MONTREAL—Candu Energy Inc., a division of SNC-Lavalin Group Inc., has signed a framework joint venture agreement in China that could lead to construction of nuclear power plants that use recycled uranium, a move one executive called a potential “game-changer” for the business.
The framework deal with China National Nuclear Corp. (CNNC) was signed in Beijing during Prime Minister Stephen Harper’s state visit to China.
The company expects to finalize the agreement within six months.
The joint venture follows a supportive recommendation last week from a Chinese expert review panel on Advanced Fuel Candu Reactor (AFCR) technology and a memorandum of understanding signed between Natural Resources Canada (NRCan) and the China National Energy Administration (CNEA) to collaborate on civilian nuclear energy.
It includes the development and export of advanced fuel reactors.
Each AFCR can use the spent fuel from four light water reactors, creating a large potential market, Candu said.
China operates 22 nuclear power reactors, including two Candu 6 reactors at Qinshan that have been in commercial operation for more than a decade.
The country has 26 reactors under construction and others have been proposed.
The world’s second-largest economy expects to have a network of some 300 nuclear plants in service by about 2040.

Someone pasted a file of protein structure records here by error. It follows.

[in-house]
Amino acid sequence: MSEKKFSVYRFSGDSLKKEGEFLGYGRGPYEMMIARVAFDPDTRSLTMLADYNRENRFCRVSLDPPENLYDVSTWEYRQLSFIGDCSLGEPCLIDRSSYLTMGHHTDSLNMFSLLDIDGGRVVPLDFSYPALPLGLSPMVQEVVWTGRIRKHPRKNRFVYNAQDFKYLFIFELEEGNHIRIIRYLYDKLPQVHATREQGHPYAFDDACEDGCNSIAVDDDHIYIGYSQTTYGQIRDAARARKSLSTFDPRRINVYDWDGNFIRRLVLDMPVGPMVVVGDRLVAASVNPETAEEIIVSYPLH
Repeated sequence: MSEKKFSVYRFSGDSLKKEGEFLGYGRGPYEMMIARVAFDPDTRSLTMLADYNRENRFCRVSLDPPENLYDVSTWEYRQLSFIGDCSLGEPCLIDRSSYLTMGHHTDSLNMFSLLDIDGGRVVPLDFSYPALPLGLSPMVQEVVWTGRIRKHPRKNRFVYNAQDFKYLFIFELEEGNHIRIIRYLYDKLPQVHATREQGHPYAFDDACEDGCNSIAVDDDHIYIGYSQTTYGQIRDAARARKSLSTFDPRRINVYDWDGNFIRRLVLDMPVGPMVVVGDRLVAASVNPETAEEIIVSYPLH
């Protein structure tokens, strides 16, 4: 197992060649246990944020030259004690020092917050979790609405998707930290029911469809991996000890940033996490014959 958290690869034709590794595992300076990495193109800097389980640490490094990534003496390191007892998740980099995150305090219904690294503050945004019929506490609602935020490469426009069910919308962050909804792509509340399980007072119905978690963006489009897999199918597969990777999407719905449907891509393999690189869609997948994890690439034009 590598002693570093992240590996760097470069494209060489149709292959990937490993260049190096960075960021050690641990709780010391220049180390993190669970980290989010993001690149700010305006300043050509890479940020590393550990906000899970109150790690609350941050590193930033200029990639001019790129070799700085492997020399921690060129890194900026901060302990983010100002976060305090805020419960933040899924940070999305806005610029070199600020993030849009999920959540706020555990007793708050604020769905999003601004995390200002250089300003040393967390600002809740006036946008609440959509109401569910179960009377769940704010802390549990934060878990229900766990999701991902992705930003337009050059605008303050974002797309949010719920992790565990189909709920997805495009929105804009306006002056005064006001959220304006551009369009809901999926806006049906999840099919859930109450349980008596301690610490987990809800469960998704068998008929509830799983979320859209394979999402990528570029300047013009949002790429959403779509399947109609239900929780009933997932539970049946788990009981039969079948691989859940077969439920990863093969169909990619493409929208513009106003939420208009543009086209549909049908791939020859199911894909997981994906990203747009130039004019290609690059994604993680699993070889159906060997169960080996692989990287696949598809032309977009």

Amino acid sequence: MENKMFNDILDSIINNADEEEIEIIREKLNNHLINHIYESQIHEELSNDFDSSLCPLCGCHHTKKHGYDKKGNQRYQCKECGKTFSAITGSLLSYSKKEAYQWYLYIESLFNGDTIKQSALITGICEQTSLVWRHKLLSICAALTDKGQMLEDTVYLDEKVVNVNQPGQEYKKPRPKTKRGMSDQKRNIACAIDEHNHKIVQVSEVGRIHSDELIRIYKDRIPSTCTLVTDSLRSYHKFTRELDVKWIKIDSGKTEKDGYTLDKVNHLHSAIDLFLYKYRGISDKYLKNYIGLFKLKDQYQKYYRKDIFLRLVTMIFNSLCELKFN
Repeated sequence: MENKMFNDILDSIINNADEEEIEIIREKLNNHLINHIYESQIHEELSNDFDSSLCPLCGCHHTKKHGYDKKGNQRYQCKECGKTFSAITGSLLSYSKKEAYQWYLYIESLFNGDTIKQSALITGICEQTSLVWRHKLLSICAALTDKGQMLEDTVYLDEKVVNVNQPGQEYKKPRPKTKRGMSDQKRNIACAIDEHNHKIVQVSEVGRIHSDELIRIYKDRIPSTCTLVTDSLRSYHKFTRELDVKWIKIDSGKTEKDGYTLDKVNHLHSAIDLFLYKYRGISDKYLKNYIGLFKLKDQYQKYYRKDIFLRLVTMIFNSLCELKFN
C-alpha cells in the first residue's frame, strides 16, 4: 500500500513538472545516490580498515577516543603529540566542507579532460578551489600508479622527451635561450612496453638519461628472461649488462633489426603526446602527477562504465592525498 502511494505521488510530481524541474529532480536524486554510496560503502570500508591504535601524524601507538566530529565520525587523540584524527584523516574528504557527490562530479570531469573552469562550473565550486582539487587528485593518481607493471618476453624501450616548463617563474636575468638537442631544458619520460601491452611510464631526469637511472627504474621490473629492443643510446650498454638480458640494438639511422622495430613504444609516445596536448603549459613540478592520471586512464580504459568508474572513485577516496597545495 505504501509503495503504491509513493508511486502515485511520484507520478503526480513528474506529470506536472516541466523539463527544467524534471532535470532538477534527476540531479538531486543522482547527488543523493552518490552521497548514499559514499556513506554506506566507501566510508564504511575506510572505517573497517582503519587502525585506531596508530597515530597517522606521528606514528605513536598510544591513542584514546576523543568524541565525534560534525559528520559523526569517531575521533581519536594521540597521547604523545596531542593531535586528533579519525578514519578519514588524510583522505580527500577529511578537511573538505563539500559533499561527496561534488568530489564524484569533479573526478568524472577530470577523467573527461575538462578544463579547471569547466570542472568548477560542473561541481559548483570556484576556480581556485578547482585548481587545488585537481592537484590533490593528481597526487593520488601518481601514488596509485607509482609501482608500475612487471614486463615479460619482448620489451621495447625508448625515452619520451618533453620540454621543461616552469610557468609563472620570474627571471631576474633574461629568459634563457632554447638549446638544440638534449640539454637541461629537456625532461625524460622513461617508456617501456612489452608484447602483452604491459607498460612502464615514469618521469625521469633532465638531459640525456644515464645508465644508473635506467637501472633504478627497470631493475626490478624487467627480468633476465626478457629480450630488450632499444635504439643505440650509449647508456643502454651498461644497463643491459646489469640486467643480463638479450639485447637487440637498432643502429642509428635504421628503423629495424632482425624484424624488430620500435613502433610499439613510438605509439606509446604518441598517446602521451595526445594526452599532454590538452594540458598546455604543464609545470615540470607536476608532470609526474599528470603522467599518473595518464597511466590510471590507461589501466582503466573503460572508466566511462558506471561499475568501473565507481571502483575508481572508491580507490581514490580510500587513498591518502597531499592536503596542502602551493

“The ability to complement roughly four light water reactors with one Candu reactor assures really strong nuclear engineering, highly skilled jobs back here in Canada, but also some key manufacturing opportunities in Canada as well,” Candu CEO Preston Swafford said in an interview.
At a potential cost of $5.5- to $7 billion each, the Chinese reactors would generate substantial revenues for Candu.
The first reactor wouldn’t likely be in service for eight to 10 years, but would require years of initial design and development.
Testing in China and Canada has confirmed the Candu reactors will burn both spent uranium and thorium, a more widely abundant radioactive chemical element.
Establishing Candu as an alternative fuel burner would be a “game-changer” for the company, added Ala Alizadeh, senior vice-president of marketing and business development.
It opens the doors to opportunities in markets like Britain, France, Japan and Russia, where thousands of tonnes of recovered uranium are in storage.
The ability to burn thorium is also attractive to countries like Malaysia.
However, the plentiful supply of natural uranium in Canada, whose price has been falling since the Japanese nuclear meltdown, limits the potential construction of an AFCR plant in Canada, said Swafford.
The federal government also stands to earn millions of dollars in royalties as part of its deal to sell Atomic Energy of Canada Ltd. (AECL) to SNC-Lavalin in 2011 for $15 million.
Maxim Sytchev of Dundee Capital Markets said the construction of new nuclear plants is promising for SNC-Lavalin but difficult to forecast because of the long lead times and uncertainty in signing contracts.
However, he said the work is all “upside” since nobody assumed when SNC-Lavalin acquired AECL a few years ago that Candu would do much more than refurbish existing nuclear power plants.
“It’s going to take years before anything realistically is going to come from that,” he said. “I think people should be tempering their expectations.”